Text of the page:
Work of the Week: Einar and Jamex de la Torre, “Organ Exchange”

By on August 8th, 2022 in Blog, Work of the Week

Einar and Jamex de la Torre

(Mexican, b. 1963 and 1960), Organ Exchange, 2011, Blown glass and mixed media, 48 in. x 48 in. Museum purchase from the Michel Roux Acquisition Fund. 2019.3. Image Courtesy of the artists and Koplin Del Rio Gallery

The Aztec calendar, toys, catholic figurines, mirrors, chains, plastic, glass, paper, glitter—this piece by Einar and Jamex de la Torre titled Organ Exchange contains as many materials as layers of meaning. Acquired for the museum’s permanent collection in 2019, on the occasion of their exhibition De La Torre Brothers: Rococolab, it brings together the world of kitsch and fine art. The carefully arranged conglomerate of objects and textures is emblematic of the De La Torre brothers’ unique aesthetic: contradictory, nuanced, bold, and, as they call it, maximalist. It is baroque but also contemporary, direct while encouraging deep reflection, and made of everyday objects that address profound subject matter.

Einar and Jamex were born in Guadalajara, Mexico in 1963 and 1960 respectively. They moved to the U.S. at a young age and attended school in California, where eventually they studied art and discovered their passion for glassmaking. Currently, the artists live and work on both sides of the US-Mexico border with homes and studios in Ensenada and San Diego. Attuned to their experiences and surroundings, their artistic vision is informed by their experiences as Border artists whose identity is neither exclusively Mexican nor American, but instead enriched by both. The complexities of identity are at the core of the brothers’ creations; symbolism, history and humor are often the avenues they employ to examine them. In Organ Exchange the De La Torre Brothers examine the personal in the context of history and its collective implications. I have been thinking a lot about this work as we navigate issues of public health and witness heated debates about science and human behavior in our country and around the world.

Organ Exchange was inspired by the De La Torre Brothers’ experience with organ donation 2001. After it was determined that a close relative needed a kidney transplant, the brothers were tested to find a match. The process led the artist-duo to create this work as a reflection on the value of the human body versus the value of its parts. The format evokes that of an Aztec calendar with a face in the center and the words “eat me” painted over the eyes. As we stand to observe the piece, our reflection is captured by several convex mirrors making is part of the work. These elements create transhistorical associations that resonate with our current moment. Like cultural critics, Einar and Jamex oscillate between the personal and the political, the contemporary and the ancient, pointing out the irony of the new and the persistence of history. In their words: “Our art making process is sort of a laboratory where new compounds and hybrids are derived from vernacular cultural symbols.”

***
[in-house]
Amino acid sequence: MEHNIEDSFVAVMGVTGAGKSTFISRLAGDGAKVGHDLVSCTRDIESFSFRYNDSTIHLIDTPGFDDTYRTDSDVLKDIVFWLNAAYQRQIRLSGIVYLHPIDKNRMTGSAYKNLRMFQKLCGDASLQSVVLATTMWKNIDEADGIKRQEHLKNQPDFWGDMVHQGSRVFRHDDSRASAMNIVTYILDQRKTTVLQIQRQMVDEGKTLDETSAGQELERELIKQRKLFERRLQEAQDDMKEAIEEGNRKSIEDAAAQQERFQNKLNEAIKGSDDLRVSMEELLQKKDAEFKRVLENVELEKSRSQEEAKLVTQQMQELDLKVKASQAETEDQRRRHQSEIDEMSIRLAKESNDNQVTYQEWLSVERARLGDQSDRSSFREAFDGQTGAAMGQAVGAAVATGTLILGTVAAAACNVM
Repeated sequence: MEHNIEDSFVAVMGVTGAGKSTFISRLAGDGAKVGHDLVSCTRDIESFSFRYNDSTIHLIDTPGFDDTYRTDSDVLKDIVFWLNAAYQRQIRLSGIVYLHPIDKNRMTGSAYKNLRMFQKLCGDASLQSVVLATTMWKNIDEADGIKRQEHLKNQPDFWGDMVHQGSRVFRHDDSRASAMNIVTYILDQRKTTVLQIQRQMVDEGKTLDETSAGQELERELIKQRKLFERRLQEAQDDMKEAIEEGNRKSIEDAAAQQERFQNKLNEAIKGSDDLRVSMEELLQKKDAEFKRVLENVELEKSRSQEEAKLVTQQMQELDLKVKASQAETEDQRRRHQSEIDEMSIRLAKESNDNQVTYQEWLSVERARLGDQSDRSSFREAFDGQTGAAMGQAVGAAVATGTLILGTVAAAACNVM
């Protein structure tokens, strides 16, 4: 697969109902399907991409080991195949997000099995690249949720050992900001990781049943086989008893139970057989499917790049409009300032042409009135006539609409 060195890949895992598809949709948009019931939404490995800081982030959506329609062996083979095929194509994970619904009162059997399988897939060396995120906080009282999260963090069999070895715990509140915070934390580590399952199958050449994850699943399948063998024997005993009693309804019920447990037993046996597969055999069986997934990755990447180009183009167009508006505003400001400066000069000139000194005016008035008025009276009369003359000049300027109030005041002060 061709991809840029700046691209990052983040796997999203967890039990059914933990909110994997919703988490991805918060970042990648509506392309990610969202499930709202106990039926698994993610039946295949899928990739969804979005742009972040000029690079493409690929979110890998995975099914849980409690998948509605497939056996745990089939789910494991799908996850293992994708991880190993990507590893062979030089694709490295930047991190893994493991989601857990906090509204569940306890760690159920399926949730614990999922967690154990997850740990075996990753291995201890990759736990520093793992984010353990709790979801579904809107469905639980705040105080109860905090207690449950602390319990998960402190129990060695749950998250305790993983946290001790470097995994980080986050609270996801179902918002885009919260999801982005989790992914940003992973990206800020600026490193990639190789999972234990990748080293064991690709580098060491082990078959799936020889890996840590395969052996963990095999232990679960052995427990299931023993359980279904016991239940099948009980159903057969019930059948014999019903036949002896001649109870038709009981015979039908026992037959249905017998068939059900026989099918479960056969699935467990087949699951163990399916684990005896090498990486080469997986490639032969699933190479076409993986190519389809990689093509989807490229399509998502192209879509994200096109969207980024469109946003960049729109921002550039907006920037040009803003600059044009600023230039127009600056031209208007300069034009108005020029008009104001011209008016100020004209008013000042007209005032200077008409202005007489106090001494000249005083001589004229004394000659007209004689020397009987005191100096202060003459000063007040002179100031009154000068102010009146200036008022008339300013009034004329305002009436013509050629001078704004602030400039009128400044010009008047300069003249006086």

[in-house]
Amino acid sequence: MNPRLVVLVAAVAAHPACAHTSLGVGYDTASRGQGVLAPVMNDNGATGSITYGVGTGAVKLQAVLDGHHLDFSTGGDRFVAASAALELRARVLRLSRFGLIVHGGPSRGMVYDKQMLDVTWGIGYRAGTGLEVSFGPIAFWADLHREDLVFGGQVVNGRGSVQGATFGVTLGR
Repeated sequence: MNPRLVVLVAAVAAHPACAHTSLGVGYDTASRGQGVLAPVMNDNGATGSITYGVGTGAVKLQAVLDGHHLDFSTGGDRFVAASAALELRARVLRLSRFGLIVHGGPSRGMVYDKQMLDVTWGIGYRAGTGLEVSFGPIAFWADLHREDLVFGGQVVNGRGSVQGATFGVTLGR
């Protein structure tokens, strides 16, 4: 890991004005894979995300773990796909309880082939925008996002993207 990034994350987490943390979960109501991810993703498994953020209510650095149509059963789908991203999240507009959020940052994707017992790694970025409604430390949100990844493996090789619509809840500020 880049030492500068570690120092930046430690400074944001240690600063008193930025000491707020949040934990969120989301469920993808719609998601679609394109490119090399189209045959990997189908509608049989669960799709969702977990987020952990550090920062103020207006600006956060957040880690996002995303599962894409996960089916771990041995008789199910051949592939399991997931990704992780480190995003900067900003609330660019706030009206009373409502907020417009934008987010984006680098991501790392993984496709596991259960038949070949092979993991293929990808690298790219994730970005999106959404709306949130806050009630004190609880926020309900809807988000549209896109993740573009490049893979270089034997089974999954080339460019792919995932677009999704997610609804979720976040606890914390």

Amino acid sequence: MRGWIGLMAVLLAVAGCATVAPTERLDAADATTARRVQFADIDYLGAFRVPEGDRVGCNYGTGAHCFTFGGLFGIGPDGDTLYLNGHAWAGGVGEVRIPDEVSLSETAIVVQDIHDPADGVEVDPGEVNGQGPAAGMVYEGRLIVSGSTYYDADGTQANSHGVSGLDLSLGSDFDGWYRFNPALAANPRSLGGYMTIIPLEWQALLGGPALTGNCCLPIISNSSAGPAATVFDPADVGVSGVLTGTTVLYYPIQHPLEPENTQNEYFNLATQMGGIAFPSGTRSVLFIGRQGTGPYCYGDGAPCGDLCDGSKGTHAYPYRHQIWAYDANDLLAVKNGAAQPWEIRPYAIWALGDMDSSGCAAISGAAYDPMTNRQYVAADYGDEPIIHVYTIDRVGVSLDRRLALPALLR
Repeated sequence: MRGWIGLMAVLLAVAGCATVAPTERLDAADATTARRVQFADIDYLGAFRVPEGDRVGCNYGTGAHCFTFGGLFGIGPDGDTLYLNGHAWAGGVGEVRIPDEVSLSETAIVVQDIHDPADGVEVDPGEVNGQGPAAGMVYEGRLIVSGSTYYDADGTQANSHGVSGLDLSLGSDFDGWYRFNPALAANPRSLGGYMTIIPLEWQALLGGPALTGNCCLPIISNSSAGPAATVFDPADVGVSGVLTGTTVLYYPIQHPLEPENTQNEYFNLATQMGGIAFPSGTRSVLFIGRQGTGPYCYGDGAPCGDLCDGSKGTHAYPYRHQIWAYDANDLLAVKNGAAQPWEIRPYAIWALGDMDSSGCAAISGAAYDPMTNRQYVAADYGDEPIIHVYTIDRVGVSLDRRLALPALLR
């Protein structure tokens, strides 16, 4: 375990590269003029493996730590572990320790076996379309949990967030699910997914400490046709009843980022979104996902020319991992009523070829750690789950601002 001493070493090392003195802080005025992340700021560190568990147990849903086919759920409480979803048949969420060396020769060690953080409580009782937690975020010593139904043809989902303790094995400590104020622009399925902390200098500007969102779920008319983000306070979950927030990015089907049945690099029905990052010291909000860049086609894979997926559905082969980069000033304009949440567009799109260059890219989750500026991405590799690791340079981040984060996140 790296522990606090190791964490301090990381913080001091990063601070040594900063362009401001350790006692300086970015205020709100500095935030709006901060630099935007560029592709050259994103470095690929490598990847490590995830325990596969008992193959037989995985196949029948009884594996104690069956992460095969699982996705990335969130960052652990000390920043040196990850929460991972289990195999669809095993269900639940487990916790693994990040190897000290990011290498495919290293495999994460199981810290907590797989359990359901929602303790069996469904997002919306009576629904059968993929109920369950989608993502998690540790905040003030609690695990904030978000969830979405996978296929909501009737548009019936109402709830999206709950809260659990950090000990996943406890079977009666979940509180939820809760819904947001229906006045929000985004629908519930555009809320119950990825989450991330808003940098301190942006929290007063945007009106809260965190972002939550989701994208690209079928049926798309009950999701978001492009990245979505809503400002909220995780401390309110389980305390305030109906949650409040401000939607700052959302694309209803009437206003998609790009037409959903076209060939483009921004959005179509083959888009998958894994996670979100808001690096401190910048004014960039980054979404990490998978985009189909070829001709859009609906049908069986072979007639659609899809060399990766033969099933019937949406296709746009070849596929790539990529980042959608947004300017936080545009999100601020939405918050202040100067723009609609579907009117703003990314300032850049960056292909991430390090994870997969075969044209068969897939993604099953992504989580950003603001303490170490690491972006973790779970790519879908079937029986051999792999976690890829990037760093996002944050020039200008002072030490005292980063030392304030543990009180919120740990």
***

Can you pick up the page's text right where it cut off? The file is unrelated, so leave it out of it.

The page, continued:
Although at first glance, this object may seem humorous or disjointed, its power resides in the questions it raises: who is entitled to a transplant? Or more generally, who is deserving of health care? Who decides? Who has the resources? How are resources allocated? Is it justifiable to procure resources by means other than those sanctioned by governments? In this process, who is left behind? What sacrifices are some expected to make? These last questions are referenced by the idea of human sacrifice in Aztec culture as seen in the central glass element of the work. With the discussions about public health taking place as we battle the rapid spread of Covid-19 and prepare for the start of another academic year, reflecting on this work of art makes me think of those in other countries who perhaps are not as fortunate
to have the resources we do to protect ourselves against this disease and who will be impacted most by our choices.

Gisela Carbonell, Ph.D.

Learn more about the work of the De La Torre Brothers and their 2019 exhibition Rococolab
on our past exhibitions page.

This blog post was originally posted in 2020/2021.

Leave a Reply